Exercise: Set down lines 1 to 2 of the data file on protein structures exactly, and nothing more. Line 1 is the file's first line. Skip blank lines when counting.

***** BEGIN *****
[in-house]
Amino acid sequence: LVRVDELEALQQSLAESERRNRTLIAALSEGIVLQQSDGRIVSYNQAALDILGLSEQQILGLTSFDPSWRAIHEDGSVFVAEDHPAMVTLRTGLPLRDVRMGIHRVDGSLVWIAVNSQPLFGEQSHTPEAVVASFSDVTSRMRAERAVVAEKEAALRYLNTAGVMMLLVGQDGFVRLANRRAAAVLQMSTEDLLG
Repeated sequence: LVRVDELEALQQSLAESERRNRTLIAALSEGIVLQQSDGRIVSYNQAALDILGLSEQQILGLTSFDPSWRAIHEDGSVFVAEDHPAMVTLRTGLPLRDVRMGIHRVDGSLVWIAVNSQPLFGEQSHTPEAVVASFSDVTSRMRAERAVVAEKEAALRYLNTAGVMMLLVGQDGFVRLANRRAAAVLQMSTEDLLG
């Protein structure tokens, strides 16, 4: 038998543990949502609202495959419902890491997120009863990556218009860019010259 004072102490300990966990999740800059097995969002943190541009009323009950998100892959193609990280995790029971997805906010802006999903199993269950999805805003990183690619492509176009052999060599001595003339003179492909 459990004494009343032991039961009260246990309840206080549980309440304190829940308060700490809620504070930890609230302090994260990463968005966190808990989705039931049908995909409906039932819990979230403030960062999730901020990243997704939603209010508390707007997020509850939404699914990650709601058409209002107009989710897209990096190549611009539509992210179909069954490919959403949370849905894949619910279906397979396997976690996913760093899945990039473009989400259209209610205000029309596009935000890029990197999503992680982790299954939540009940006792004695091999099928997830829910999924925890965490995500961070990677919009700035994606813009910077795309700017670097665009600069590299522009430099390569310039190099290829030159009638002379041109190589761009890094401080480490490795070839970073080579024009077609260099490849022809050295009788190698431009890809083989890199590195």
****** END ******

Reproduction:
[in-house]
Amino acid sequence: LVRVDELEALQQSLAESERRNRTLIAALSEGIVLQQSDGRIVSYNQAALDILGLSEQQILGLTSFDPSWRAIHEDGSVFVAEDHPAMVTLRTGLPLRDVRMGIHRVDGSLVWIAVNSQPLFGEQSHTPEAVVASFSDVTSRMRAERAVVAEKEAALRYLNTAGVMMLLVGQDGFVRLANRRAAAVLQMSTEDLLG